An important part of this approach is that students are explicitly told that they must have all sections of the page filled in order to get full credit for solving the problem. One way to enforce this is to grade the problems by starting with the first representation in the sequence and as soon as anything is missing, the grading process stops. In other words, a student who simply writes down the answer, or the correct equation and the answer, would get a zero for the problem, since the earlier qualitative representations would not have been found. This may seem like an unfair procedure which would penalize some students who actually had the correct answer, but the whole idea is to shift the focus from the answer to the process, and if students are alerted at the outset there should be no problems.

A second way to use traditional problems, described by Leonard et al. (1996), requires students to provide a qualitative strategy for solving a problem. The strategies contain three components: (1) identification of the appropriate concepts, principles, and relations that apply to the problem; (2) a reasonable and appropriate explanation of why they apply; and (3) a description of how they apply. Students in the section where the strategy writing was employed were found to be better at problem classification tasks and at recall of major ideas from the course when tested several months after the end of the course.

Other approaches proposed for problem solving employ different problem structures from the traditional items. In one approach D'Alessandris (1995) has developed problems which do not ask the students to find any specific numerical value. Instead the students must thoroughly analyze the given situation, determine exactly what is happening and essentially find all major values associated with the situation. With the focus of finding a specific numerical value removed, the students cannot simply look for an equation into which to plug numbers. Before deciding what values to find, and what equations to use, the students must figure out what is happening in the situation and what physically important quantities are relevant.

D'Alessandris has developed this alternative format as a part of an entirely different way to run the introductory course. The problem format is an integral part of his "Spiral Physics" approach. However, the idea of modifying the format of the problems to make students thoroughly analyze physical situations is certainly one that can be adopted by other instructors. There are actually several ways to produce problems of this type. One way is to present a traditional problem without the identification of a specific value to find and instead ask the students, "What can you assert about this situation?" They then have to determine, and calculate, all of the major quantities they can from the given values.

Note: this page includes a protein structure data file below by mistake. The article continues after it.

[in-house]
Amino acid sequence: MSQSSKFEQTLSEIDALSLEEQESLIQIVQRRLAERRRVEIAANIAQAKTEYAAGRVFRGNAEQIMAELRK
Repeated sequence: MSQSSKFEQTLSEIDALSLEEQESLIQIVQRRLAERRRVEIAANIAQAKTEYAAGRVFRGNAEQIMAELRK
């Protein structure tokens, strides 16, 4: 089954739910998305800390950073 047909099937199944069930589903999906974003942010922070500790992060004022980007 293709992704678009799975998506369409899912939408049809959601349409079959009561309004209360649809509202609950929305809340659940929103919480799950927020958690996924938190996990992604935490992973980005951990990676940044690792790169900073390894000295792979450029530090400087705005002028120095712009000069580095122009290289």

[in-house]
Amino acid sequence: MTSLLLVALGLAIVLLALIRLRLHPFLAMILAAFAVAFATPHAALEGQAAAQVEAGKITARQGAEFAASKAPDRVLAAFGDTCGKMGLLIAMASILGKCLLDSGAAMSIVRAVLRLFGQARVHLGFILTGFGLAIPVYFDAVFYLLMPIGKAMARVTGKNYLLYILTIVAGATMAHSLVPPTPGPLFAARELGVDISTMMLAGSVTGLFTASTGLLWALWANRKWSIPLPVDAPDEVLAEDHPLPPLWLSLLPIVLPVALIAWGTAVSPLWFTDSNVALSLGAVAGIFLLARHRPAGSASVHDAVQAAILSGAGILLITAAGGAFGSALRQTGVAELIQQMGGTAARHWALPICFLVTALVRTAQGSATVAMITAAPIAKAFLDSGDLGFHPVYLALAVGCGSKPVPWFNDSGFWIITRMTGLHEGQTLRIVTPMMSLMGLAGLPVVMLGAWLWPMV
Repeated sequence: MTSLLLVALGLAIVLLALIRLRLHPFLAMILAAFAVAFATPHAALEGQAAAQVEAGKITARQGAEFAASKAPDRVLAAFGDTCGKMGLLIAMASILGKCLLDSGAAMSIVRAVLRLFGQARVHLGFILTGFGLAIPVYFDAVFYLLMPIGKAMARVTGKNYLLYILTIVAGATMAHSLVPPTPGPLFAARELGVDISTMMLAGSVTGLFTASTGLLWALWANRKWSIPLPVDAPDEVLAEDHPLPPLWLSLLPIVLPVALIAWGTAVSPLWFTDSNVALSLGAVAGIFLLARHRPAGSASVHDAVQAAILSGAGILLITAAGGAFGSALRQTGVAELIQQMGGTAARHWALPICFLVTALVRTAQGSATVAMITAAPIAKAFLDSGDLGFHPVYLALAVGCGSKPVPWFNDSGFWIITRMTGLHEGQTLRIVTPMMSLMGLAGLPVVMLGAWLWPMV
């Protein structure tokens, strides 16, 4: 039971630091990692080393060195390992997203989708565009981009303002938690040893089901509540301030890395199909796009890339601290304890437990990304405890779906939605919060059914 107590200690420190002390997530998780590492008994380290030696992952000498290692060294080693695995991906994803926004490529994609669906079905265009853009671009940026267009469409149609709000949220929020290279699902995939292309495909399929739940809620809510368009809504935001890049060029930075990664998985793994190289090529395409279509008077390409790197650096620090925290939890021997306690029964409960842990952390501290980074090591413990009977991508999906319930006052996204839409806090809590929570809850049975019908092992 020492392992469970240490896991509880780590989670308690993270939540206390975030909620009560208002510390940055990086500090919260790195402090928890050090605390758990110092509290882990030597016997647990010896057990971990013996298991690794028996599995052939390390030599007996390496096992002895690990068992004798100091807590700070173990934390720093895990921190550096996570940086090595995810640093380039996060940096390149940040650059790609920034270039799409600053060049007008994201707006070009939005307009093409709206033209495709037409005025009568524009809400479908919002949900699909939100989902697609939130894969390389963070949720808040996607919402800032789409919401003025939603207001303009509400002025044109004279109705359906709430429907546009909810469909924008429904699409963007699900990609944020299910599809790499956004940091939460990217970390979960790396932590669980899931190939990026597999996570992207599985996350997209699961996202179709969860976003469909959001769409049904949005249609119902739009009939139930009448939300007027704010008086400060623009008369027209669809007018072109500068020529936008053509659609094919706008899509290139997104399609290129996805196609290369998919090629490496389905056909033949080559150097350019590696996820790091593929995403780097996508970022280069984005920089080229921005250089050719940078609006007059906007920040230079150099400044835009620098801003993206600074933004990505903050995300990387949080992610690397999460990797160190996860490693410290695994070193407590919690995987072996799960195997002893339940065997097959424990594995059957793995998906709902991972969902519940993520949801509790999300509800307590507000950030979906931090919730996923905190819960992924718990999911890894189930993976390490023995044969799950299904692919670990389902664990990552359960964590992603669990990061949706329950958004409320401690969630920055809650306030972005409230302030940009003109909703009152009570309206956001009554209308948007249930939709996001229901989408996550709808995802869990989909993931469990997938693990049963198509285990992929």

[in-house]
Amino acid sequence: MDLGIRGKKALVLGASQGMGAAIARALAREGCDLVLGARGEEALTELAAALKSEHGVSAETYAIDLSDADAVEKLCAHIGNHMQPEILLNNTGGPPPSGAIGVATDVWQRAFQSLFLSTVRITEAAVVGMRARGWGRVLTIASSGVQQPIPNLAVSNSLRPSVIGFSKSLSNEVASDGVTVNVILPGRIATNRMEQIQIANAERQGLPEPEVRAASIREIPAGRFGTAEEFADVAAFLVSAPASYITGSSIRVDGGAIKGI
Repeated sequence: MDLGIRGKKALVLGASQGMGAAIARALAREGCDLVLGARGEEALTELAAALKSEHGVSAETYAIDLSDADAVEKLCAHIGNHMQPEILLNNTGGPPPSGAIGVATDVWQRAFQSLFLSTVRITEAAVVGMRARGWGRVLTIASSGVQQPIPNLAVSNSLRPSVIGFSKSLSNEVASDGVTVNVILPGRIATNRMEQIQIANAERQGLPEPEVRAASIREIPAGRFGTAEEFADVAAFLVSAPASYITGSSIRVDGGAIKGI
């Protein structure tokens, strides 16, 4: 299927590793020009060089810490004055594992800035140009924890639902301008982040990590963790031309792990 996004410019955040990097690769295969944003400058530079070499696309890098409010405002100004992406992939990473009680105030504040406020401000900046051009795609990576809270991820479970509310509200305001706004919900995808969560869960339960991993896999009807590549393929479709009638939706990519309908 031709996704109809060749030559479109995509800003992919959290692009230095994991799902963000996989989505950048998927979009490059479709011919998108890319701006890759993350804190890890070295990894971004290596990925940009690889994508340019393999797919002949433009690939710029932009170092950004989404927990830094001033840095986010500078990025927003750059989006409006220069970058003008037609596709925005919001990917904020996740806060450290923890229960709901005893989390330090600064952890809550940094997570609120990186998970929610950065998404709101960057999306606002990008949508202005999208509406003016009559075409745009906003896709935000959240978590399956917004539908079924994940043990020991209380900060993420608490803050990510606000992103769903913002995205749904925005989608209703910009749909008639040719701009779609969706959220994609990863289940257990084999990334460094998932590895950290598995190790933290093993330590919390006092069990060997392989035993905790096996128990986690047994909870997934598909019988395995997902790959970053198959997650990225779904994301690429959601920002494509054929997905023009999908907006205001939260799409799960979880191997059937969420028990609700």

-Research in physics education has shown that having students solve traditional textbook problems is of limited usefulness in helping them learn the concepts, principles and relations. One possible explanation for why these problems are less productive than expected is that the students' use of means-ends analysis in trying to solve the problems leads them to plug and chug procedures which ignore the qualitative analysis that is involved in problem solving with understanding. In employing plug and chug approaches the students do not work with the other representations, such as physics diagrams, which is where the links are to the appropriate conceptual knowledge. Modifying how traditional problems are done, or modifying the problem format has been shown, in certain cases, can produce better outcomes for conceptual understanding. A fuller review of the physics education research relating to problem solving can be found in Maloney (1994).

D'Alessandris, P., "Assessment of a Research-Based Introductory Physics Curriculum" AAPT Announcer 25 (4), 77 (1995)

Larkin, J.H., McDermott, J., Simon, D.P., and Simon, H.A. "Expert and Novice Performance in Solving Physics Problems" Science 208, 1335-1342 (1980); also, "Models of Competence in Solving Physics Problems," Cognitive Science 4, 317-345 (1980).

Leonard, W.J., Dufresne, R.J. and Mestre, J.P. "Using Qualitative Problem-solving Strategies to Highlight the Role of Conceptual Knowledge in Solving Problems," Am. J. Phys. 64, 1495-1503 (1996)

Maloney, D.P., "Research on Problem Solving: Physics" in Handbook of Research on Science Teaching and Learning D. Gabel (Ed.), MacMillan Publishing Co., New York (1994).

McDermott, L. C., "How We Teach and How students Learn-A Mismatch?" Am. J. Phys. 61, 295-298 (1993).

Reif, F., Larkin, J.H. and G.C. Brackett "Teaching General Learning and Problem-Solving Skills" Am. J. Phys. 44, 212-217 (1976)

Sweller, J., Mawer, R.F. and M.R. Ward "Development of Expertise in Mathematical Problem Solving,"J.Exp. Psych.: General 112, 639-661 (1983)

Sweller, J. "Cognitive Load During Problem Solving: Effects on Learning" Cognitive Science 12, 251-285 (1988)

Van Heuvelen, A. "Overview, Case Study Physics" American J. Phys., 59, 898-906 (1991)

Ward, M. and J. Sweller "Structuring Effective Worked Examples" Cognition and Instruction 7, 1-39 (1990)

David Maloney is professor of physics at Indiana University-Purdue University, Fort Wayne.